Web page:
BAE faced planning and system complexities as the size and requirement for DIA was a first of its kind.  In order for an automated baggage system to be implemented at DIA, faced issues that include the following:

  • Team Cooperation

BAE was suppose to have unrestricted access; however, this was not the case and going through the city’s channels delayed the project. Communication amongst the teams was a challenge; there was a senior manager for each of the concourses and a manager for the main terminal.  Changes were happening fast that there was no time to have an information system and there was no one to tie decisions together.

  • Procurement Challenges

Denver’s requirement and city law outlined that a certain percentage of jobs be contracted to minority-owned companies. The City of Denver had denied BAE’s original contract because it did not comply with hiring requirements, where upon BAE engaged some outside contractors in lieu of BAE employees.

  • Project Management

BAE had to change its working structure to conform to DIA's project management structure.

The City of Denver had unrealistic due dates, the build-design method for the project was according to a DIA official which was unusual because projects with this complexity will normally happen in separate stages.  Failure to recognize the complexity and risk contributed to poor project management.

Environmental & Root Cause Analysis

By automating baggage handling, the turnaround time for an aircraft can be reduced to 30 minutes; faster turnaround meant more efficient operations and a competitive advantage for an airport. In December 1991, United Airlines, commissioned BAE to develop an automated baggage handling system for its B Concourse at DIA.  The City of Denver’s decision to contract BAE to design and implement an automated baggage handling system in 1992 was because there were no suitable candidates in the competitive bid process.  BAE had in-house engineering, manufacturing, and field support capabilities which enabled BAE to develop, design, manufacture, install, and support projects that they undertook from start to finish; however, they were unable to utilize all of their resources.  Denver’s city law outlined that a certain percentage of jobs be contracted to minority-owned companies which caused long delays and increased costs upward to $6 million.  Being unable to utilize BAEs resources resulted in higher costs and delays.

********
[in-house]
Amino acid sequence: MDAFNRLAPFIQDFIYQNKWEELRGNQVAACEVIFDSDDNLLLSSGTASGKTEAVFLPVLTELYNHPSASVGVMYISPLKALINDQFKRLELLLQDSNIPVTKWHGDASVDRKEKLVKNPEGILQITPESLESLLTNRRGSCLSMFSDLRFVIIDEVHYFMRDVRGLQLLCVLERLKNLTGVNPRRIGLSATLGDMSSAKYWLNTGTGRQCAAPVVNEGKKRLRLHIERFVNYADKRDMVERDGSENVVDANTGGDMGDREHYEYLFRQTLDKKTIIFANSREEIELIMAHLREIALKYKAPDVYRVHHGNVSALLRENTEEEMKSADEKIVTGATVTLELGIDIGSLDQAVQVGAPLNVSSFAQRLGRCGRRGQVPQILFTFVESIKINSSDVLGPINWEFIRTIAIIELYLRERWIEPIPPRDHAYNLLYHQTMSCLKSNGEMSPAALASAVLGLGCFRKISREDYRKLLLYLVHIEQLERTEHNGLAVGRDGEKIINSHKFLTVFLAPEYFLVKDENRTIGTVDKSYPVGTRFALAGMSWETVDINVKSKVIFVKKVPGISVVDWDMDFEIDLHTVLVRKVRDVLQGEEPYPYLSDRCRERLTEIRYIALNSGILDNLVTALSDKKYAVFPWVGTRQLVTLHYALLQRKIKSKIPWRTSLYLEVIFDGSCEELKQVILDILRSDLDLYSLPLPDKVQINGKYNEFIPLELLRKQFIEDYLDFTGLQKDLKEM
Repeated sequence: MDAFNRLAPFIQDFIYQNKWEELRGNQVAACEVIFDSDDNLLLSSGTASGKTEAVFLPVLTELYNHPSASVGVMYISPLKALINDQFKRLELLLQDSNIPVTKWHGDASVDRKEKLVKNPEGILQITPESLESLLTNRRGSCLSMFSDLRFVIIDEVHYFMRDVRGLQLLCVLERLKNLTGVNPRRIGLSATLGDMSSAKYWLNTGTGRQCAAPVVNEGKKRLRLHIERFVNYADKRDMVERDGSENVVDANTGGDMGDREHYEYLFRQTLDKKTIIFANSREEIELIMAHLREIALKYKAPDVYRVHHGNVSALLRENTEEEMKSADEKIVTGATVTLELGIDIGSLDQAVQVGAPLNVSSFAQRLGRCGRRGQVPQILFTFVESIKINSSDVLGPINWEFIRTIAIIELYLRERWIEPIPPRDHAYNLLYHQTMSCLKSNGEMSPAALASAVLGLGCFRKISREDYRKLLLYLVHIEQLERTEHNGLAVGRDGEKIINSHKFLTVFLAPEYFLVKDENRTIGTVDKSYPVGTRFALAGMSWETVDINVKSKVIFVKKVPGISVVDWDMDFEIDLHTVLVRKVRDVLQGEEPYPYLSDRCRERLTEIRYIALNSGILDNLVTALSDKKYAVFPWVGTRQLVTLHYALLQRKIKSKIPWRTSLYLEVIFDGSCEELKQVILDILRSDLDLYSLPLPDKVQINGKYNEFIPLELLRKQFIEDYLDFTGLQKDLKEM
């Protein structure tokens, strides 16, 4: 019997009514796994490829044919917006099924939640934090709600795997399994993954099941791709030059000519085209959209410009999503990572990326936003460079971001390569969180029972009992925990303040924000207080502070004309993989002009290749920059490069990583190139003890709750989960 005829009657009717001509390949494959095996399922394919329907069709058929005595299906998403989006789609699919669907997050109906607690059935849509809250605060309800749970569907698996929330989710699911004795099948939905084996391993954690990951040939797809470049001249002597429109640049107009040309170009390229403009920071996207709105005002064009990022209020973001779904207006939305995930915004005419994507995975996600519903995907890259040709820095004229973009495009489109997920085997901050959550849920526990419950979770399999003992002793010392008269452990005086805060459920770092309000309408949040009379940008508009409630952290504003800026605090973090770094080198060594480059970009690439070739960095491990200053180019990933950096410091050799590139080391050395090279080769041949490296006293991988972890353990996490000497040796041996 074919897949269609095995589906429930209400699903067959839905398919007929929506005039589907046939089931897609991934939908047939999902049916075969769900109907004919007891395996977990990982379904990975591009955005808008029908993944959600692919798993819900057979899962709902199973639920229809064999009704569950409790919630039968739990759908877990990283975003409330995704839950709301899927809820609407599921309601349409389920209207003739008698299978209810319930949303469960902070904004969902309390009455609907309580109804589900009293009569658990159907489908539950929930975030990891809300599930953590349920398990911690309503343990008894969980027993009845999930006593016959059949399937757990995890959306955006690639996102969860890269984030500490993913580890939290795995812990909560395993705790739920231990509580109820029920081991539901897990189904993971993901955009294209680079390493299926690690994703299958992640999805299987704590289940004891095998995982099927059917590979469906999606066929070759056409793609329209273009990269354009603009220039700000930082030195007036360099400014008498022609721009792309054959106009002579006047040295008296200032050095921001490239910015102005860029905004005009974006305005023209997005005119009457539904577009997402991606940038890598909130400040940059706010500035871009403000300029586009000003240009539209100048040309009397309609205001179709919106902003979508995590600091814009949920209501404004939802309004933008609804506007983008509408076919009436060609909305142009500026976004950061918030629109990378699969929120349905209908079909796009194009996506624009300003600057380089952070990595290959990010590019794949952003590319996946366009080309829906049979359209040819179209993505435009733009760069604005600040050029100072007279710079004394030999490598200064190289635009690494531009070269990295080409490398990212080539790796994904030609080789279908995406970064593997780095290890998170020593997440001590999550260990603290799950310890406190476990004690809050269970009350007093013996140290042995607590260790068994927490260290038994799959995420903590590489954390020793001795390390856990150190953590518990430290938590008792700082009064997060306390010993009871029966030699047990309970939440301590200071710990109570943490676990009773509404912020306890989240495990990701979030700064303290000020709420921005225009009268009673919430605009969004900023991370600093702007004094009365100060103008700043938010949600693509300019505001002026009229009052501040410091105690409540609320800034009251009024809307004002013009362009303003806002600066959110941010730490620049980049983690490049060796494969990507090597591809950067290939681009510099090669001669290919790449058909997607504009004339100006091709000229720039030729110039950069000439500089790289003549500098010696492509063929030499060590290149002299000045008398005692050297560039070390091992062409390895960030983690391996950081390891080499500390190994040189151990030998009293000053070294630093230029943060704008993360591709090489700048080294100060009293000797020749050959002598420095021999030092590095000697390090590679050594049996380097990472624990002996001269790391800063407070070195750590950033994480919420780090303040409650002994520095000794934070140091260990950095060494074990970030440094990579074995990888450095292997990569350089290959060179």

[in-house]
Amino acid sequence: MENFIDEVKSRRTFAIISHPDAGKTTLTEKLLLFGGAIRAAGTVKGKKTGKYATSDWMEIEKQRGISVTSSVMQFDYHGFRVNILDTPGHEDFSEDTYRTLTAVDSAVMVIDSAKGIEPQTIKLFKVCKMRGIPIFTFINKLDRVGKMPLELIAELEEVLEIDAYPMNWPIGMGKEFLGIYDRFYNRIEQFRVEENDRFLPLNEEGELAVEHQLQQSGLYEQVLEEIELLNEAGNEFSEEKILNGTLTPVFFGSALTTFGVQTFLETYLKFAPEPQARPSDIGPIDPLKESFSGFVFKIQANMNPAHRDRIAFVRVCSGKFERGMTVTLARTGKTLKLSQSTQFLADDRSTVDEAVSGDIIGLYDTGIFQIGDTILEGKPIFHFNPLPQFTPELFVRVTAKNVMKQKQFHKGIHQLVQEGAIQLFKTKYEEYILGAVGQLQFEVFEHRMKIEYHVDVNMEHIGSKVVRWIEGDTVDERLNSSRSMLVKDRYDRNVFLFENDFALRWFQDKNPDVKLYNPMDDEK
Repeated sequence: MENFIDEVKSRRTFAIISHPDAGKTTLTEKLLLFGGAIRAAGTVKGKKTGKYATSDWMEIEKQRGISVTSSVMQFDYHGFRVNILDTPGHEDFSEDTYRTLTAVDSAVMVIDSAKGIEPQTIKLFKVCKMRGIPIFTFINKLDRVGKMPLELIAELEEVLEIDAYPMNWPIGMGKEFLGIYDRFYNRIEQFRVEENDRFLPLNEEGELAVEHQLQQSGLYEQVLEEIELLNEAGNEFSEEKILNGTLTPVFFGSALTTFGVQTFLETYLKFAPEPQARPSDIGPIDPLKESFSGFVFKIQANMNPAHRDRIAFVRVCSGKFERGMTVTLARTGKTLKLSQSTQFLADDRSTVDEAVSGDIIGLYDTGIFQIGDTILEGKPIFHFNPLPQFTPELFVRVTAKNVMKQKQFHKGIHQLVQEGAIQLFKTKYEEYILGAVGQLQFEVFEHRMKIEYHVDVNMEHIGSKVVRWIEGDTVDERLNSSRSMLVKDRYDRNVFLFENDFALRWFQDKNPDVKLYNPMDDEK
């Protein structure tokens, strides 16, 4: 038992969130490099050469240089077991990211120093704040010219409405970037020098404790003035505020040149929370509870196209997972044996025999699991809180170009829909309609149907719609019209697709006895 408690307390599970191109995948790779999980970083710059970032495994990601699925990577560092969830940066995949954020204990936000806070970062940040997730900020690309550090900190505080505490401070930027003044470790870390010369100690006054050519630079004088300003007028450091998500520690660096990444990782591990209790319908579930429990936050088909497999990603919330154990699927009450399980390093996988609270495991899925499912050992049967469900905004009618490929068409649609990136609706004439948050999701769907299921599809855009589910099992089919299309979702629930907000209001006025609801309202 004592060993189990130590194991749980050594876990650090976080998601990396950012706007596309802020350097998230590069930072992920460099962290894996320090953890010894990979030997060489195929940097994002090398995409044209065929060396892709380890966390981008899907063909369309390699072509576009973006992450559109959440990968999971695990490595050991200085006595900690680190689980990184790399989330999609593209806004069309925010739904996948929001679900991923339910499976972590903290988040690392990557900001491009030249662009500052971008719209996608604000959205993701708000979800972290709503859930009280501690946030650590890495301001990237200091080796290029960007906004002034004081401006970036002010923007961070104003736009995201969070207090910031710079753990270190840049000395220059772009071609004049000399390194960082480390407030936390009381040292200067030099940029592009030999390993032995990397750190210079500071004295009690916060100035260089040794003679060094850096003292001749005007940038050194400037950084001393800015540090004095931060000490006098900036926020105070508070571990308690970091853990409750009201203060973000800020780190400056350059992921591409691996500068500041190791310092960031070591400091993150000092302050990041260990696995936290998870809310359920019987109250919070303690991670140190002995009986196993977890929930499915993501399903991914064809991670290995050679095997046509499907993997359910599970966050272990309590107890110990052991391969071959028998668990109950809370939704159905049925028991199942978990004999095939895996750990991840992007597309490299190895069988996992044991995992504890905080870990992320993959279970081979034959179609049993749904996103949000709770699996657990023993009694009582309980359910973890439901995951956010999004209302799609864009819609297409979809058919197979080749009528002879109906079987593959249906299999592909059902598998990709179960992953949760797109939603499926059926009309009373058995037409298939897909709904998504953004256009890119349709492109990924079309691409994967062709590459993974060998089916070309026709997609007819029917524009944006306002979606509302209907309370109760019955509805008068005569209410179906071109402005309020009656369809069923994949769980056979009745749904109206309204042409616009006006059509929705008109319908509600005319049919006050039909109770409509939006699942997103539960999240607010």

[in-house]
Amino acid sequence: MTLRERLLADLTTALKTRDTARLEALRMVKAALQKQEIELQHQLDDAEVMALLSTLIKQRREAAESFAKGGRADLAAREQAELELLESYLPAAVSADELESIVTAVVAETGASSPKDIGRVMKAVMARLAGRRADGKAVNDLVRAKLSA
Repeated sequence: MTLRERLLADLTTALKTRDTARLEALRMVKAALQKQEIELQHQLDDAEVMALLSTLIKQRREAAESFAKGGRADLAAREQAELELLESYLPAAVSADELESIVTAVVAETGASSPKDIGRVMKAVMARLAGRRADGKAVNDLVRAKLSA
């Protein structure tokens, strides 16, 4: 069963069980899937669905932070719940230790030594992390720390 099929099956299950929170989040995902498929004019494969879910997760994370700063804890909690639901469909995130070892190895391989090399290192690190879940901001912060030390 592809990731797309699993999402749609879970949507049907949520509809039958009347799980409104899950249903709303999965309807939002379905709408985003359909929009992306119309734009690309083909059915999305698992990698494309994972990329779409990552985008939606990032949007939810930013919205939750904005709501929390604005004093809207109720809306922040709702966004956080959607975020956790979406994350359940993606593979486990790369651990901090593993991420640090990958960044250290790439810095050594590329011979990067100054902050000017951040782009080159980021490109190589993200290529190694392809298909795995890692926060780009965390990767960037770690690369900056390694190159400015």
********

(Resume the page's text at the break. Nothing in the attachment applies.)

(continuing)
A Build-Design project was used which involved too many parties and no effective method to communicate dependencies and milestones. This was a big project and involvement totaled 200 to 300 firms and reached 400 during the construction phase. One of the biggest problems was keeping track of all the changes, engineer’s, contract administrator, project managers had their own methods to keep track of their work; however,  there was no system to combine all reports.  It was difficult to assess completion as this a build design complicated progress.